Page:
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In the early 20th century, Swedish physician Henrik Sjögren (SHOW-gren) first described a group of women whose chronic arthritis was accompanied by dry eyes and dry mouth. Today rheumatologists know more about the syndrome that is named for Sjögren and most significantly for patients can provide advice about how to live with it.

Fast facts:
  • Sjögren’s syndrome sometimes develops as a complication of another autoimmune disorder.
  • Symptoms vary in type and intensity, but many people with Sjögren’s are able to live normal lives.
  • Although serious complications are rare, regular medical care is important.
What is SJÖGREN’S SYNDROME?

Sjögren’s syndrome is an inflammatory disease that can affect many different parts of the body, but most often affects the tear and saliva glands. Patients with this condition may notice irritation, a gritty feeling, or painful burning in the eyes. Dry mouth or difficulty eating dry foods, and swelling of the glands around the face and neck are also common. Some patients experience dryness of other mucous membranes (such as the nasal passages, throat, and vagina) and skin.

“Primary” Sjögren’s syndrome occurs in people with no other rheumatologic disease. “Secondary” Sjögren’s occurs in people who do have another rheumatologic disease, most often lupus and rheumatoid arthritis.

Most of the complications of Sjögren’s syndrome occur because of decreased tears and saliva. Patients with dry eyes are at increased risk for infections around the eye and may have damage to the cornea. Dry mouth may cause an increase in dental decay, gingivitis (gum inflammation), and oral yeast infections (thrush) that may cause pain and burning. Some patients have episodes of painful swelling in the saliva glands around the face.

Complications in other parts of the body occur rarely in patients with Sjögren’s syndrome. Pain and stiffness in the joints with mild swelling may occur in some patients, even in those without rheumatoid arthritis or lupus. Rashes on the arms and legs related to inflammation in small blood vessels (vasculitis) and inflammation in the lungs, liver, and kidney may occur rarely and be difficult to diagnose. Neurological complications that cause symptoms such as numbness, tingling, and weakness have also been described in some patients.

The parotid gland is at the edge of the jaw and can become swollen and inflamed in some people with Sjögren’s Syndrome.

Sjögren’s Syndrome

What causes SJÖGREN’S SYNDROME?

The cause of Sjögren’s syndrome is not known, but it is considered an autoimmune disorder. People with this disease have abnormal proteins in their blood suggesting that their immune system, which normally functions to protect the body against cancers and invading infections, is reacting against their own tissue. The decreased production of tears and saliva seen in Sjögren’s syndrome occurs when the glands that produce these fluids are damaged by inflammation. Research suggests that genetic factors and possibly viral infections (as yet unidentified) may predispose people to developing this condition.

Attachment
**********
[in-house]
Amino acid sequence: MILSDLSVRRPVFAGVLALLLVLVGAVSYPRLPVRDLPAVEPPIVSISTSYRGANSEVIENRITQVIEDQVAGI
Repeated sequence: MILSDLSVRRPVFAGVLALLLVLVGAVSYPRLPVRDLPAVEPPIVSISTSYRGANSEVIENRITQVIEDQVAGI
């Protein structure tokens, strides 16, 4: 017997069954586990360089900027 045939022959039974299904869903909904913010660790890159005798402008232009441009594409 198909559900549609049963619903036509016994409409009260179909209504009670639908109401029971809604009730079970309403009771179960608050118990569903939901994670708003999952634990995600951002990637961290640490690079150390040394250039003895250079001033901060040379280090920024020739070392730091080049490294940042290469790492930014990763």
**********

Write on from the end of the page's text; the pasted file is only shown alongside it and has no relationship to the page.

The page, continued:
Who gets SJÖGREN’S SYNDROME?

Between 400,000 and 3.1 million adults have Sjögren’s syndrome. This condition can affect people of any age, but symptoms usually appear between the ages of 45 and 55. It affects 10 times as many women as men. About half of affected patients also have rheumatoid arthritis or other connective tissue diseases, such as lupus.

How is SJÖGREN’S SYNDROME DIAGNOSED?

Diagnosis depends on a combination of symptoms, physical findings, blood tests, and sometimes special studies. Dry eyes and mouth may be early signs of the condition but require further investigation because these symptoms can be caused by many other conditions or medications. Special tests may be used to assess any decrease in tear or saliva production (an example would be the Schirmer test for tear production. An eye examination is helpful in detecting any eye changes seen in Sjögren’s. Blood tests can determine the presence of antibodies (immune system cells that help destroy foreign invaders) typical of the disease, including anti-nuclear antibodies (ANA), anti-SSA and SSB antibodies, or rheumatoid factor. Biopsies of saliva glands around the face or under the surface of the inner lip may also sometimes be used to establish a diagnosis.

How is SJÖGREN’S SYNDROME TREATED?

Treatment is designed to lessen the most bothersome symptoms. Dry eyes usually respond to the use of artificial tears applied regularly during the day or to gels applied at night. Other measures, such as plugging or blocking tear ducts, can be used in more severe cases. Eyedrops that reduce inflammation in the glands around the eyes (cyclosporine- Restasis) may be used to increase tear production. Dry mouth can be relieved by drinking water, chewing gum, or using saliva substitutes. Some patients benefit from using prescription medications that stimulate saliva flow, such as pilocarpine (Salagen) or cevimuline (Evoxac). If patients develop yeast infections, these can be relieved by anti-fungal therapies. The currently available treatments may help relieve some of the dryness but usually, some dryness persists.